seen a well-cut, high-quality gemstone.

If you don’t have the budget for custom-cut stones, then stick
to something light. Stay away from dark garnets and such, and
you should be okay.

HTH


#5

Marilyn, I didin’t mean that the stone would fall out of the
tube. I meant that the tube might fall out of the pearl–it
would be flared at the back of the pearl, but how could it stay
in place so it couldn’t come out of the back of the pearl, if the
diameter of the tube is unflared at the front, where the stone is
set? Is this clear as mud?

Ruth


#6

Hello: My comment would be that the reason for having an opening
at the back of the stone is more for cleaning purposes, not as
much for light. A bezel or tube set stone sealed off in the back
will fill up with water and oil and “meatloaf” and you could not
get it out. So, well cut or not, you will lose the AIR/STONE
interface and hence dullen the stone, Diamonds anyway.

Michael Mathews Victoria,Texas USA


#7

Hi Ruth,

  wonder whether the stone would go "dead" without light coming
in from the back.<<

If the stone’s pavilion is cut properly it won’t make any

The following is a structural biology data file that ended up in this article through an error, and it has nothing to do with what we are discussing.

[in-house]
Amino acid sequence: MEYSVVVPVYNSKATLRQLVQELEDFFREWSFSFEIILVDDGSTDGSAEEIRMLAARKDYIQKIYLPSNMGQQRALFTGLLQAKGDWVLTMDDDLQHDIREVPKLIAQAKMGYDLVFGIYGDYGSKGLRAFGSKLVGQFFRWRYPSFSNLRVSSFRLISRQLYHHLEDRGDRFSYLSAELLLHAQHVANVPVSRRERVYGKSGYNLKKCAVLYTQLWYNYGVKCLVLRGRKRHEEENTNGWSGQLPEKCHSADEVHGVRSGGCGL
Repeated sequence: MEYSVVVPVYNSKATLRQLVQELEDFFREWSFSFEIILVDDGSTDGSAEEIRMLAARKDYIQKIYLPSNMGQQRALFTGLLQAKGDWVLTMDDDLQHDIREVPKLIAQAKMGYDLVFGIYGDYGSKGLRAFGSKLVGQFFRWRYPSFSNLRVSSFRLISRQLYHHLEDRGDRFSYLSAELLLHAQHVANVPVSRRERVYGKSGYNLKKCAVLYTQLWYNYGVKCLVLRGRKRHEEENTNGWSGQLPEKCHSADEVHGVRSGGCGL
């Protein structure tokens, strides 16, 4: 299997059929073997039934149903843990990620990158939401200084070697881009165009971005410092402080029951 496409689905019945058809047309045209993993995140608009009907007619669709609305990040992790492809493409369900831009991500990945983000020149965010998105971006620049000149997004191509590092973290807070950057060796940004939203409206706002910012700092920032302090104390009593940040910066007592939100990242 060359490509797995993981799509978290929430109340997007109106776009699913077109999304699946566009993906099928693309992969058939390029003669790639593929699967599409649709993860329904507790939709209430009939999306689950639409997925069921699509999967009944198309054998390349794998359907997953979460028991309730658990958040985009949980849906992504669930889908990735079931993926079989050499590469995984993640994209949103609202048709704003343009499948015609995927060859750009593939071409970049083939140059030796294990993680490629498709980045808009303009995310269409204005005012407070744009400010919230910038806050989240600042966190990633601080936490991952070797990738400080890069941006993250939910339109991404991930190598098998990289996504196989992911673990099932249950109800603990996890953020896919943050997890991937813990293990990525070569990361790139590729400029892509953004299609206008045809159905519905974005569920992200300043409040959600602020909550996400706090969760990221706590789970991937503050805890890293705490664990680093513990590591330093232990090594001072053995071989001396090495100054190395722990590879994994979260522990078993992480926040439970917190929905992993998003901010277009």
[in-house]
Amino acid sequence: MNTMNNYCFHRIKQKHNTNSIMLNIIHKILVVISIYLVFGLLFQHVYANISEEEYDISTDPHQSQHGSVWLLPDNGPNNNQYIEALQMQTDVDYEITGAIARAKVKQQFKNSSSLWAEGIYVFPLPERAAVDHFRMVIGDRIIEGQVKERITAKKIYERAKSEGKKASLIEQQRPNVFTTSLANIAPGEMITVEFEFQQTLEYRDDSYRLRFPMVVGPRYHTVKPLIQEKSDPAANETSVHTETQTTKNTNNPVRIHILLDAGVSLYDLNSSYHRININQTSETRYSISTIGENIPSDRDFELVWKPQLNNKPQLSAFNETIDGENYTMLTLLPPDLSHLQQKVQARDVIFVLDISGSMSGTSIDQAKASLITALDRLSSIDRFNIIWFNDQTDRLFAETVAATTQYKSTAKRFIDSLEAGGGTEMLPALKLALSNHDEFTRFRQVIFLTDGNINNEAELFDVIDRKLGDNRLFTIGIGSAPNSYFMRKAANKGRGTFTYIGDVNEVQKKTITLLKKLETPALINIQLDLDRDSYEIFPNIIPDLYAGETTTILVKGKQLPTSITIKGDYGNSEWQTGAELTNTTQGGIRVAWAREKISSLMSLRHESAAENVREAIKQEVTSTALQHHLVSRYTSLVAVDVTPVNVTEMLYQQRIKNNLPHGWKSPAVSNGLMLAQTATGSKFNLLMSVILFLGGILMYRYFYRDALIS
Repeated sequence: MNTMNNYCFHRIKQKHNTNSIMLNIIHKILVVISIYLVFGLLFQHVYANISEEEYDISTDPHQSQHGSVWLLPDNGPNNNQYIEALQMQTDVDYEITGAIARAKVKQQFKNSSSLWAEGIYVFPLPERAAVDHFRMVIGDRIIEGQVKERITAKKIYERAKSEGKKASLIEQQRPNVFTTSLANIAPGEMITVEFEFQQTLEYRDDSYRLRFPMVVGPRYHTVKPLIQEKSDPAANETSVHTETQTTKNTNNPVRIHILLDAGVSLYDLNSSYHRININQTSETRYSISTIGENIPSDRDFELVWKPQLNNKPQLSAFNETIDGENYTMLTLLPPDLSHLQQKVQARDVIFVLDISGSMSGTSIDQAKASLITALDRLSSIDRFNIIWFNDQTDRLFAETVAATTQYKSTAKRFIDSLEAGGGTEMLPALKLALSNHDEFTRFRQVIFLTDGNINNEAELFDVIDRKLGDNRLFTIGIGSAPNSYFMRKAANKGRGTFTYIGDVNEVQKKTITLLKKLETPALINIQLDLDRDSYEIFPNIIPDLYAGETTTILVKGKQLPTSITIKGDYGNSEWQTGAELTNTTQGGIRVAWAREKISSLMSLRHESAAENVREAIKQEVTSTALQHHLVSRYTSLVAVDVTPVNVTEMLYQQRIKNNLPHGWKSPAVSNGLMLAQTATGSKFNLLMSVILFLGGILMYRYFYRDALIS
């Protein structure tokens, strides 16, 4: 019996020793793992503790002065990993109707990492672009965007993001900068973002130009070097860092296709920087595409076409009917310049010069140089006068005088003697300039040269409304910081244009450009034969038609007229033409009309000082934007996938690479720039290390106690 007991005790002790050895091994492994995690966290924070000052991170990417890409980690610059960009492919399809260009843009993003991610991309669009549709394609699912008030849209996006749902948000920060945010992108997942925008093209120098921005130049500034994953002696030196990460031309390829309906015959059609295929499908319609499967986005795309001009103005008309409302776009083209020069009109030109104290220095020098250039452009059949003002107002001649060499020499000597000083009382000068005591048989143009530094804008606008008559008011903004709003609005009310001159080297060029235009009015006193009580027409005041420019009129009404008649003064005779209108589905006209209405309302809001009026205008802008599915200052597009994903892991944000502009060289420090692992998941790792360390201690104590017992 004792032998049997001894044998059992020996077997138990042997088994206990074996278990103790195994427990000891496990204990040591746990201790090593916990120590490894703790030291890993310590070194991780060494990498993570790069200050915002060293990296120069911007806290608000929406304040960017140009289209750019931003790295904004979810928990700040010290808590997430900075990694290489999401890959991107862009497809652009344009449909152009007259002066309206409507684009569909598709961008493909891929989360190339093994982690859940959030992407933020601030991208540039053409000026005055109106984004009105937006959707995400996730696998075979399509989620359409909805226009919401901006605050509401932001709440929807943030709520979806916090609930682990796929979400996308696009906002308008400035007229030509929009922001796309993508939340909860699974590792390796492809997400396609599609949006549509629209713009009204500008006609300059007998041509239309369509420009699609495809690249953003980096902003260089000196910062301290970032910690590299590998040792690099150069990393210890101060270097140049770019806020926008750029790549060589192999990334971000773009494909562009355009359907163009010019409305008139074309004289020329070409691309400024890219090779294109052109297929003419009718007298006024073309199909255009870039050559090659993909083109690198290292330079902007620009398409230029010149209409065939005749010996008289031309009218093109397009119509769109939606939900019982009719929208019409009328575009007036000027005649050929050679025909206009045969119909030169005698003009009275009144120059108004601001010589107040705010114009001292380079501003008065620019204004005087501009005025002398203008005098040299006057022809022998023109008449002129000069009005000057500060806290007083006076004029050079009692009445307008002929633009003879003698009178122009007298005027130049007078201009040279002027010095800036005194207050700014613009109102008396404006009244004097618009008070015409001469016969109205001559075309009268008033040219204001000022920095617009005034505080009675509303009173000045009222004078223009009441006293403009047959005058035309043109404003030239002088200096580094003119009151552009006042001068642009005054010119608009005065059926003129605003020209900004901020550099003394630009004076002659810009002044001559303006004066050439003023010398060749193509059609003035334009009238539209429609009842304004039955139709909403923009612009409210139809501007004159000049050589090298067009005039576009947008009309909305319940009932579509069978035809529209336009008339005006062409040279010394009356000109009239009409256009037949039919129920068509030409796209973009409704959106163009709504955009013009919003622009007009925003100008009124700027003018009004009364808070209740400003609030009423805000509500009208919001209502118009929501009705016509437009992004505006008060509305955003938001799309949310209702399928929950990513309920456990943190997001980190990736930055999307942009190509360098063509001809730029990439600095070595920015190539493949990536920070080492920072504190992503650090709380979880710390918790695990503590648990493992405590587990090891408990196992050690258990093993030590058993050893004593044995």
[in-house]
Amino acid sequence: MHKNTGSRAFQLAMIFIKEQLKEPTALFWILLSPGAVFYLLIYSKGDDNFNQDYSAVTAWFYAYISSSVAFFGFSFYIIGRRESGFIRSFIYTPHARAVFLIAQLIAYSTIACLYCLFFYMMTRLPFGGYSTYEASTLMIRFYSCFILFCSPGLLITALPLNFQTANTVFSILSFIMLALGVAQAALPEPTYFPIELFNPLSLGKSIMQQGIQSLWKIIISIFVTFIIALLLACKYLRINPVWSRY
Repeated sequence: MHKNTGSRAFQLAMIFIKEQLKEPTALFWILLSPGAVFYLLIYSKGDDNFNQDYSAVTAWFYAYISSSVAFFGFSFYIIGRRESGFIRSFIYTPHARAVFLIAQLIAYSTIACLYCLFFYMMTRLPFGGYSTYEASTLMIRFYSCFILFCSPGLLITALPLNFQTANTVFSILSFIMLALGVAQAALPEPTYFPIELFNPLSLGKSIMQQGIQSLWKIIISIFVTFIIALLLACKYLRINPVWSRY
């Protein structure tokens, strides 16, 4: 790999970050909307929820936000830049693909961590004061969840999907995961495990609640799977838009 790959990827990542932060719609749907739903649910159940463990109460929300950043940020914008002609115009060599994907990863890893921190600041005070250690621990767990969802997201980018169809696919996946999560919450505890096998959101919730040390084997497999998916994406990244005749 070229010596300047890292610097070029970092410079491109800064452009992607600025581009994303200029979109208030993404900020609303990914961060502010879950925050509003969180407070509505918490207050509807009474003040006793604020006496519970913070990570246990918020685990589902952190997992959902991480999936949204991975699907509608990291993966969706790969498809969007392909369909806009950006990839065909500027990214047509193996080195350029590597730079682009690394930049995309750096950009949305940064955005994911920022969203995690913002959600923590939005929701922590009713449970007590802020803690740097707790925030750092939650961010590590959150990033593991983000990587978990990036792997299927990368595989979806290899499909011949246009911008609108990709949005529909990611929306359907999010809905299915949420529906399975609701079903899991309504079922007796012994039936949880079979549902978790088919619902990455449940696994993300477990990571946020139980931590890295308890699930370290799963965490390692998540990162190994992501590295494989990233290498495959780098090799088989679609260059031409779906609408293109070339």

difference. On properly cut stones the majority of the light
enters through the crown & is reflected back out the crown. It’s
based on a bunch of laws of physics (Refractive index & critcal
angle).

 I would like the stone to be flush with the surface of the
pearl.   I    also thought of setting a stone into a tube
setting long enought to go right through the back of the pearl
and then flaring the back end, like a tube rivet. <<

The tube or earing basket idea sound good if there’ll be a metal
back to attach it to.

Dave


#8

I’m confused about how the pearl is being mounted. If it’s going
to be backed by sheet, why not solder the tube setting to the
sheet, and then saw the sheet from the center of the tube. Then
the pearl can just be dropped on from the front.

Karen


#9

If the tube is a bit more narrow than the bezel mounting, it
will lock in that end and the other end would be flared after
insertion. It is so frustrating not to be able to sketch. Try
this …make a separate bezel mount and solder it to the tube
which will be the rivet. Drill the tunnel for the tube. Enlarge
the proper end to form a seat or socket for the bezel part.
Insert tube through the large end. Flare the small end and the
rivet should be secure.

Marilyn Smith


#10

The pearl is going to be a pendant, with no backing to it. The
setting is to be in the center of the pearl, which is rather
flat, front and back. I had another idea to run past all of
you, to see what you think:

A thin tube could be soldered inside a larger tube, close
fitting, only at the end where the stone is to be. The solder
would be only at the end inside the pearl. The outer tube would
be notched in 4 or 6 places, so it could be flared out after it
is placed in the pearl. The stone would be set in the interior,
smalled tube. The tube would be inserted, the back end flared,
and then the front, outer tubing would be flared, holding the
whole gizmo in place. It might look like a small flower!

Ruth